Lots of families are homeless, even though the parent(s) are willing to work reasonably.* At the same time rich families own multiple mansions. All who are willing to work reasonably should enjoy comfortable and adequate housing just as much as anybody else. People will not be homeless in an egalitarian society.


Gentrification is illegal in an egalitarian society.


Squatting is legal in an egalitarian society.



This Boston Globe article--about the difficulty poor people have in finding affordable housing in safe communities with good schools--is INFURIATING! Here's why.


The Boston Globe identifies a problem--the fact that many poor people cannot obtain decent housing in a safe community with good public schools. Then the Globe examines how a certain totally inadequate, hence phony, "solution" to the problem--letting poor people rent "affordable" housing in well-to-do communities--has been thwarted, but holds out hope that maybe one day this phony solution will not be thwarted.


Along the way, the Globe article discusses that there is another solution--building nice low income housing in the poor neighborhoods. This solution is also a phony one because it leaves the tenants poor and it leaves the neighborhoods poor and unsafe with lousy public schools [funded by property taxes that produce little revenue in poor communities and lots of revenue in richer ones], but the Globe doesn't mention this. Instead the Globe points out that some poor people oppose this second solution because it undermines the first (it's a choose your phony solution approach.)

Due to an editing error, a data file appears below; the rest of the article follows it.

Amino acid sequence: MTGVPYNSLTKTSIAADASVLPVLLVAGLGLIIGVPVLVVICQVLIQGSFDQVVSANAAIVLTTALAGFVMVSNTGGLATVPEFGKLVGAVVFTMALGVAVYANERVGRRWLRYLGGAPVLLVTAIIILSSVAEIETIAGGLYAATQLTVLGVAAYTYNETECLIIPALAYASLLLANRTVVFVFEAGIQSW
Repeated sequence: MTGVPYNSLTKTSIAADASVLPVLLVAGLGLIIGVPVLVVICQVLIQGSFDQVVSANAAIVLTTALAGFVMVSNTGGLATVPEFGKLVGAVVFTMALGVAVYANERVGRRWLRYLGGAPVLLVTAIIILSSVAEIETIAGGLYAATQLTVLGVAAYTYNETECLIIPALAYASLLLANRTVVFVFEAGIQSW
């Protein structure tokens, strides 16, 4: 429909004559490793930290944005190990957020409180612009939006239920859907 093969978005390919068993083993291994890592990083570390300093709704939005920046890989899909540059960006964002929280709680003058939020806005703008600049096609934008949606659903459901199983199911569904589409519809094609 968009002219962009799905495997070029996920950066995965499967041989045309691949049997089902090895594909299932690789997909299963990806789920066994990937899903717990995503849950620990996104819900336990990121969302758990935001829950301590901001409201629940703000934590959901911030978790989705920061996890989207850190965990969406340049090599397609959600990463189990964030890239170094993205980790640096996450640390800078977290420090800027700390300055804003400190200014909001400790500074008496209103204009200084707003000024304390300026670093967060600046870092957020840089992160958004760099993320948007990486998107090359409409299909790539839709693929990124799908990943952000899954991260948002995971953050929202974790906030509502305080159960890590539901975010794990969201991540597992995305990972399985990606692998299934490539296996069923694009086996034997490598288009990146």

The first (phony) solution is portrayed as superior to the second because what poor people need in order to have a good life, according to the article, is to live in a "high-opportunity" neighborhood (this is how the Globe refers to well-to-do communities).


What makes this Globe article so infuriating is that it, like virtually all reporting in the mass (and, alas alternative) media, uses phony solutions to hide the real solution, which is egalitarianism--the abolition of class inequality so that there are no rich and no poor and the economy is based not on buying and selling but on sharing according to "From each according to ability, to each according to need." [This is described at http://www.pdrboston.org/egalitarianism .]


The problem, in other words, is not that poor people cannot live in well-to-do communities, and nor is the problem that poor people don't have nice homes in their poor unsafe bad-schools communities; the problem is that poor people are very poor while others are much richer, even though the poor work (or are willing to work) doing socially useful labor as hard or harder than the richer people. The problem is that our society is designed to make things good for the richest people, who have the most power because in our society money is power. The problem is that poor people are treated like dirt to ensure that the richest people remain in power (as discussed here ). 


Moving very poor people into a community of much richer people is no solution at all. Obviously this phony solution cannot EVER be a real solution because nobody envisions moving ALL the poor people into rich communities. Even if this happened, what would it mean? It would simply result in new ways for the richer people to separate themselves from the poorer ones, and eventually there would be essentially poor communities and rich communities all over again.

Rent Control?

The Globe ran an article about re-introducing rent control (for residential occupants) now after the idea was narrowly voted down in a state referendum in 1994. Rent control in our current capitalist system of housing, is an inherently divisive issue that pits owners of one or a few rental units against tenants.